Theatrical spirituality comes with strings attached. It is designed to get us noticed, to give us prestige points. But, the text tells us, “they have received their reward”, or, more literally, that “they have been paid in full”. It is a business term (Bruner, 284, and Thayer). And it means that there is no further payment coming. Contractor paid. Performing for the crowds doesn’t get God’s attention.
But it goes even further. It is not just about performing for crowds. It is also about interior performances. Frederick Bruner writes, “Not only should there be no external trumpets, but there should not even be any internal music” (285). Jesus said it this way, “When you do charity, don’t even let your left hand know what your right hand is doing” (Bruner’s translation of 6:3, p 284).
The language of performance is such a powerful thing in our lives. Get an “A” and get $5. Score a goal and get a Slushee. Put on a good interview and get the job. Buy a diamond and get a kiss, because “every kiss begins with ...” This turns every encounter in our lives into a transaction, a transaction that can be quantified, measured. Talk about performance anxiety, stage fright.
The question becomes not whether wealth comes with strings attached, but what strings shall we choose? Do we choose the God of “Mammon”, and seek to build up treasures here and now? Do we choose the God of the approval of others, of prestige or influence? These are demanding gods, gods that require our performance and offer very little in return, with no guarantees. Or do we choose the kingdom of heaven, Jesus’ kingdom, a kingdom of grace and love?
Jesus wants us to cut the strings, the purse strings and prayer strings, that bind us to Mammon or Influence or Approval. He reminds us that those things fail – moths (nature at work), rust (time at work), thieves (people at work) (Bruner, 321).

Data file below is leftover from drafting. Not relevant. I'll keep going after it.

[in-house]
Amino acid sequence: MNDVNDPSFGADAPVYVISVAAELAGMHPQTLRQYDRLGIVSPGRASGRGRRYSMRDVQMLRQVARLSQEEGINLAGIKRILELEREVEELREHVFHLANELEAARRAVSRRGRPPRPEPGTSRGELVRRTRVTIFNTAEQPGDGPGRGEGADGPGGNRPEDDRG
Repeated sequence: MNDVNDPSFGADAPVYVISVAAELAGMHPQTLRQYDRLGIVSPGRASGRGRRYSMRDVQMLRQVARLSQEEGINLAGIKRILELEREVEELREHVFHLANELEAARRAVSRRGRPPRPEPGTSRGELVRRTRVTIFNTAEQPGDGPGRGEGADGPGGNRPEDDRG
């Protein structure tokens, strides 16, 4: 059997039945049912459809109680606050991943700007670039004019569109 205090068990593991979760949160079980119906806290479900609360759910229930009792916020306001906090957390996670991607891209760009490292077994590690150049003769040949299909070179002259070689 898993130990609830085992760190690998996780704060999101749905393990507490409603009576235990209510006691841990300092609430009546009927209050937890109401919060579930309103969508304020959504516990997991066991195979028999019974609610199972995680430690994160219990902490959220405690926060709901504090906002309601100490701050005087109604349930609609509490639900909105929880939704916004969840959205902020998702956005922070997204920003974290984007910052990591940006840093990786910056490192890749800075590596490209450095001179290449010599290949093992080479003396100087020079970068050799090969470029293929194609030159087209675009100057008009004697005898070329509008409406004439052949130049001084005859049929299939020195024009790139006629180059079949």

Jesus wants us to tie ourselves to God, to “the Father, who sees in secret and will reward” by putting our treasure in the kingdom of heaven and anchoring our heart there. Sometimes we – caught up as we are in the economic exchange, in the worldly power of wealth – interpret this reward from God in pure economic terms. But this is no economic transaction. Jesus teaches us to call upon God as Father, Jesus puts us in the family. (See Brunner, 285.)
One of our kids here at Christ Church has made this connection. Mom and dad gave him a dollar to give. He didn’t want to give it. His holding back meant that he was missing out. He learned, instead, to give with joy. So, when we give, he moves to an aisle seat to be in prime position to add his gifts to the others, even asking others to move over so that he can cut the strings and bind himself to God.
That’s “leading with your treasure”, not simply with your heart. Jesus says, later in this passage, “Where your treasure is, there your heart will be.” It is a powerful reminder of the spirituality of stuff, the intimate connection between generosity and a rich prayer life.
There’s no performance anxiety in that spiritual practice. Instead, there is a link, deep and powerful, to a loving Father God. That’s the gift of giving, that’s why holy generosity does for a soul.
The amazing thing in all of this is that God’s treasure is with you and me here and now. We are worth so much to God, we are worth the divine life itself, we are worth the cross. And if God’s heart is where God’s treasure is, that means that God’s heart is with us. In so many ways, we are not worthy. But from God’s perspective, it’s totally worth it. That’s why we celebrate this holy meal today. (Holy Communion).
Frederick Dale Bruner, 2004 (1987), Matthew: A Commentary, Volume 1:The Christbook, Matthew 1-12, revised and expanded edition, Grand Rapids: Eerdmans.
Non Sequitur comic. July 24, 2004. Wiley Miller.
Thayer’s Greek Lexicon in Hermeneutika’s BibleWorks 6.0